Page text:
Actually, I have a follow up question- exactly how much unorthodox Latin does each romlang preserve that is lost in all the others? Words such as immo (what do immo and fatzo mean, by the way?)

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Post by KaiTheHomoSapien » 08 Feb 2017 17:54

Qwed, what's "Southern Romance"? I've never heard that term before. According to Wikipedia, it's a controversial grouping of Sardinian, Sassarese, and Corsican, but are you using it some other way?

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Post by Isfendil » 08 Feb 2017 19:30

KaiTheHomoSapien wrote:Qwed, what's "Southern Romance"? I've never heard that term before. According to Wikipedia, it's a controversial grouping of Sardinian, Sassarese, and Corsican, but are you using it some other way?
It's mainly due to this quote from Muhammad al-Idrisi's history that linguists think of possible distinctions: ""The Sardinians are a nation of Romans from Africa, (they) live like the Berbers, and shun any other nation of Rome. These people are courageous and valiant, that (they) never part with their weapons."

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Post by qwed117 » 09 Feb 2017 04:20

Isfendil wrote:
KaiTheHomoSapien wrote:Qwed, what's "Southern Romance"? I've never heard that term before. According to Wikipedia, it's a controversial grouping of Sardinian, Sassarese, and Corsican, but are you using it some other way?
It's mainly due to this quote from Muhammad al-Idrisi's history that linguists think of possible distinctions: ""The Sardinians are a nation of Romans from Africa, (they) live like the Berbers, and shun any other nation of Rome. These people are courageous and valiant, that (they) never part with their weapons."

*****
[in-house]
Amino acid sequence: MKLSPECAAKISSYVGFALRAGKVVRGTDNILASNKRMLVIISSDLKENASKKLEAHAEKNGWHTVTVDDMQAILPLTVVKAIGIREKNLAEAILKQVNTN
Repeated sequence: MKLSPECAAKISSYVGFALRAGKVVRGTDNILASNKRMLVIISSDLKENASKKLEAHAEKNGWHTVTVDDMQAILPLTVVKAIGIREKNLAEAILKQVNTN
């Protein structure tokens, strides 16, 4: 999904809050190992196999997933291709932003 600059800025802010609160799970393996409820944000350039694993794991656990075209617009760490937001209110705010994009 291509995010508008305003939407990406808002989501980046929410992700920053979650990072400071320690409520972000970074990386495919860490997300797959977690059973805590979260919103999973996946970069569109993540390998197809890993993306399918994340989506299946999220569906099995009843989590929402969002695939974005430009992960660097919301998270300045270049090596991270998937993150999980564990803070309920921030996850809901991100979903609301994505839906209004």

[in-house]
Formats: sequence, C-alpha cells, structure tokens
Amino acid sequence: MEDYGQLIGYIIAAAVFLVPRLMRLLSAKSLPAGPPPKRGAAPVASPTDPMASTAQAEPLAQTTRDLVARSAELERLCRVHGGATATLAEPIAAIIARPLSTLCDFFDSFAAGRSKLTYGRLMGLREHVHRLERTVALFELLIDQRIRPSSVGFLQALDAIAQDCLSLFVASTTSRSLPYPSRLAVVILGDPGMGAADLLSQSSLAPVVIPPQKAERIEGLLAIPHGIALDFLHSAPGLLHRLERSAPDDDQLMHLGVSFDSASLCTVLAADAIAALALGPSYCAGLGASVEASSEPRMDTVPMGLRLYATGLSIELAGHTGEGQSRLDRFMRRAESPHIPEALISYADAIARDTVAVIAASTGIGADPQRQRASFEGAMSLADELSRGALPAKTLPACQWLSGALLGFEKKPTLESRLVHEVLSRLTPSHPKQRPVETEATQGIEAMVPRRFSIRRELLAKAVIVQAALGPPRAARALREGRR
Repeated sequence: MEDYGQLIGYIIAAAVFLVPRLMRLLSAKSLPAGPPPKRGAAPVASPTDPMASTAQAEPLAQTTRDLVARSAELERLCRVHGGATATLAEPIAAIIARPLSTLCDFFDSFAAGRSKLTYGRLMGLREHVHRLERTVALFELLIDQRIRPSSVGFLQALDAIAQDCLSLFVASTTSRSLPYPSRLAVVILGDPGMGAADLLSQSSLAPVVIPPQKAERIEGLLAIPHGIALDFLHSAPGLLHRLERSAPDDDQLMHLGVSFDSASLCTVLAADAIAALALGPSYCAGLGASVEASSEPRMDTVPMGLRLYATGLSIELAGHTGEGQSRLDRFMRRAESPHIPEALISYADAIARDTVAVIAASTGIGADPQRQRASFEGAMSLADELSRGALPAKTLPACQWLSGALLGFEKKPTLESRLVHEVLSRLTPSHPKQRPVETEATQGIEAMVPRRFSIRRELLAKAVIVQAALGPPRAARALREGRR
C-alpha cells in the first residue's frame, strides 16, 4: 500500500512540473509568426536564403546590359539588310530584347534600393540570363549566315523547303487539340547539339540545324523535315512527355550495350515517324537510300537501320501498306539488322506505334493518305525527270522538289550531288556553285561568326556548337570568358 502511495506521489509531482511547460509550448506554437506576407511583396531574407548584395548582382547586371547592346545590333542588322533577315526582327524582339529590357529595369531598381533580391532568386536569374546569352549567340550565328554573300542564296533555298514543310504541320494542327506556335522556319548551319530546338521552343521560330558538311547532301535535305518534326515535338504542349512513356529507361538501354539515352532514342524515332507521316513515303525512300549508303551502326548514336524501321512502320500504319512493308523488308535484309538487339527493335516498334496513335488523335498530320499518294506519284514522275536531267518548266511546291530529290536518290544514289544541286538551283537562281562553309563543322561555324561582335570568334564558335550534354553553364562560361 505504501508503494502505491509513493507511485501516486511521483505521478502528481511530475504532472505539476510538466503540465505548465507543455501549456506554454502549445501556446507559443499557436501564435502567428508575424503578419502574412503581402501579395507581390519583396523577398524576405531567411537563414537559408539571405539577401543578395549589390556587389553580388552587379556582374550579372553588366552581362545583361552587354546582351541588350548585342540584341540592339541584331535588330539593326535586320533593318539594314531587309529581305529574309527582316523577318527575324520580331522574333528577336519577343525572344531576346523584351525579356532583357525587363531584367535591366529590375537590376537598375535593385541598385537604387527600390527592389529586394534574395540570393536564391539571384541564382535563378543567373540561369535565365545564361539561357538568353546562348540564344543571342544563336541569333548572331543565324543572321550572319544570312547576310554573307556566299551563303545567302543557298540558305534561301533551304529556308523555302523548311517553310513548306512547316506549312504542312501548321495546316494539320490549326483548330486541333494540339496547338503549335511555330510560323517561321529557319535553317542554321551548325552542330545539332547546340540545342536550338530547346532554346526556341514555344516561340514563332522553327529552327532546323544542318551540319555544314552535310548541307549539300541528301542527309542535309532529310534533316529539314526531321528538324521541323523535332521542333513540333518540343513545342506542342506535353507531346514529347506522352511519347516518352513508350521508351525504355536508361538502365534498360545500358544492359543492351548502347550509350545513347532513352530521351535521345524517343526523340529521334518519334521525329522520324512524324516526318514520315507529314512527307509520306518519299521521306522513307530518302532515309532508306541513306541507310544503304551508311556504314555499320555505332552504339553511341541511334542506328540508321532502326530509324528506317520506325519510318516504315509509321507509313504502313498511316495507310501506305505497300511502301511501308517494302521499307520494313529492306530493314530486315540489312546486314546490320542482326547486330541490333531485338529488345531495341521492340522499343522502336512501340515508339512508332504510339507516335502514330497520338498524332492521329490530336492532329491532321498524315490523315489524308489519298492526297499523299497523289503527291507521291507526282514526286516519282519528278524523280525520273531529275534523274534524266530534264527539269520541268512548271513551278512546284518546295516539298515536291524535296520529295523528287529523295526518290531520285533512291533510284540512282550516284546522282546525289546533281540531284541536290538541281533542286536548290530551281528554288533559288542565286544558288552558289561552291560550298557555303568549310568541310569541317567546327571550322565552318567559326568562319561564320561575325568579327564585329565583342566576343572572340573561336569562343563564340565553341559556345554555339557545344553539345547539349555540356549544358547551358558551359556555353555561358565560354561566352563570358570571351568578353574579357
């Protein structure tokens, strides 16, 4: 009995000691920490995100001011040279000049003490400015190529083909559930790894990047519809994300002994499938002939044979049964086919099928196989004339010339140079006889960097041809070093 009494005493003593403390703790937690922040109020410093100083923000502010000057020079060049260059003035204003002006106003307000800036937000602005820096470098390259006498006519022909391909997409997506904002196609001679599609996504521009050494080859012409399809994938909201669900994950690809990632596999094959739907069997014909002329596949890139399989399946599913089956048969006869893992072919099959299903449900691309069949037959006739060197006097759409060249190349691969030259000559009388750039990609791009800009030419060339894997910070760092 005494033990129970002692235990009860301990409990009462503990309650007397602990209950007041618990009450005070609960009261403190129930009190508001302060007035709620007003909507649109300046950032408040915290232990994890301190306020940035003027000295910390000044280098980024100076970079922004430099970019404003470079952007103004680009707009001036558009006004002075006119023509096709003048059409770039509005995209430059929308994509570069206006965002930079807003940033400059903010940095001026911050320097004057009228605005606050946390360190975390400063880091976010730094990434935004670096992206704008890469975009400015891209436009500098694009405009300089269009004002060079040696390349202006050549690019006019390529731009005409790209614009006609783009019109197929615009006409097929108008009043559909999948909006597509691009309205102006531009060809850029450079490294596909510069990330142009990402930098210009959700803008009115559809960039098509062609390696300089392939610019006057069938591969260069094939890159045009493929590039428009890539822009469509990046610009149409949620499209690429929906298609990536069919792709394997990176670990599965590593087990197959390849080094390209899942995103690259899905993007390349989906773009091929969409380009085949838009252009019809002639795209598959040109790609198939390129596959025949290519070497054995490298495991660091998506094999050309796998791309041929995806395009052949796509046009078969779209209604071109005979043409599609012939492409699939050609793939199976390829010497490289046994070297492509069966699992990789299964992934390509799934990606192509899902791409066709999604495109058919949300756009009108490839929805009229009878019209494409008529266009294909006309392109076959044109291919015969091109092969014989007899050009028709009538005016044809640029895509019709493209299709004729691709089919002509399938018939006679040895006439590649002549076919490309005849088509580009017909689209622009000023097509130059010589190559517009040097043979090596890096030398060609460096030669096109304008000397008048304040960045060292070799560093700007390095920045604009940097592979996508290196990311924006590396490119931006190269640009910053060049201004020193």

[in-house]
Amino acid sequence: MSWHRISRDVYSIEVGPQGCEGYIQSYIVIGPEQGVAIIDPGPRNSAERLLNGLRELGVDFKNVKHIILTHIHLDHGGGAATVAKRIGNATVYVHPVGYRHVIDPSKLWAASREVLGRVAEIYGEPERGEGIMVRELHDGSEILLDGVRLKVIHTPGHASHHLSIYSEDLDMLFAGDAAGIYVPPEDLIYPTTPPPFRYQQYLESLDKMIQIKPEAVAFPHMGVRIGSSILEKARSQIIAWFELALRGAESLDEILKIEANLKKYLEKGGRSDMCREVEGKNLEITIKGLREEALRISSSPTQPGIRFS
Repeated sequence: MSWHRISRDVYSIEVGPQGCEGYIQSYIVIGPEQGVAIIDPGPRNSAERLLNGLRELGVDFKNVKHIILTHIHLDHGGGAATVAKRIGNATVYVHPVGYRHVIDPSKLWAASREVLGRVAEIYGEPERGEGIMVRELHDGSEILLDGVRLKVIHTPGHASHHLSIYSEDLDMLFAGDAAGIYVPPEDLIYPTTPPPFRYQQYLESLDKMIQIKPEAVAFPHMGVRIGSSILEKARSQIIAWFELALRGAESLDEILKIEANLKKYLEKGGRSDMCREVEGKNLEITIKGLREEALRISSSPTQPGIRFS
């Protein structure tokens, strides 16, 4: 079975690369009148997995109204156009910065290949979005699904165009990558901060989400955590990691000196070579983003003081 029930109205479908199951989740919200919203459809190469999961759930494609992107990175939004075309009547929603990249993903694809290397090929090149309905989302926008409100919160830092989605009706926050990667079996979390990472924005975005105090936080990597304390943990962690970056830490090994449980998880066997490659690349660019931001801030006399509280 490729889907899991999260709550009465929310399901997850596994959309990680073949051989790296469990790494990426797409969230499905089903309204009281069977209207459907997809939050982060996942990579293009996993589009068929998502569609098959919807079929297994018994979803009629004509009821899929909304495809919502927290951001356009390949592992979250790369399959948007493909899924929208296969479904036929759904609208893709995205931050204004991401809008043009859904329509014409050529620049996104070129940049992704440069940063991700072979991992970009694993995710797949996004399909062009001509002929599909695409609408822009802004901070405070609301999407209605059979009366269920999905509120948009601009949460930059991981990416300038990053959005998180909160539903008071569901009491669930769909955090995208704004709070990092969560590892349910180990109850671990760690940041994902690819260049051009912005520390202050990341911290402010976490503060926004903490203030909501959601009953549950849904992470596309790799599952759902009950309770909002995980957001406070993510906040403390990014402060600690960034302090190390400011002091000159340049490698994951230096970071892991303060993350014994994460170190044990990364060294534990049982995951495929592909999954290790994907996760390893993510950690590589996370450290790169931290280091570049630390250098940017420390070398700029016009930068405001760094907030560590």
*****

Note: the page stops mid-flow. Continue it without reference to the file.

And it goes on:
As Isfendil mentioned, Southern Romance is a theoretical grouping. However, it's more based off of St. Augustine's short mention that vowel length meant nothing to Berbers. This would be a feature shared between the African Romance and Sardinian, which together are occasionally termed "Southern Romance". I should have used African Romance in this specific situation, but I think my point still stands.
Isfendil wrote:
Isfendil wrote:Thank you Qwed, that was a very nice conclusion. It's very pleasing, as a matter of fact.
Actually, I have a follow up question- exactly how much unorthodox Latin does each romlang preserve that is lost in all the others? Words such as immo (what do immo and fatzo mean, by the way?)
"Emmo" in Sardinian (IMMO in Latin) means "yes" (and "indeed" in latin). It isn't retained in any other Romance language. "Fatzo" is "I do" in Sardinian, coming from FACIO in Latin, where we expect facchio /fakjo/ in Sardinian.

I know that Albanian retains around 40 Latin words not found in other languages (despite not being Romance), so I would imagine the variance is probably large. I wouldn't be surprised if it is low in Italian and French, and much higher in DAIM-Romanian and Sardinian. Maybe from 3 words per top 200 words to 10 per top 200 words
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Post by KaiTheHomoSapien » 09 Feb 2017 06:02

Ah, yes, African Romance. I never knew anyone had identified features it had, but that's interesting. It makes sense that it might be connected to Sardinian too. Too bad there's no extant Romance language spoken there. Wonder what would it be like--if Tunisians spoke Tunisian, an African Romance language. I'm sure some conlanger has already created that one :mrgreen: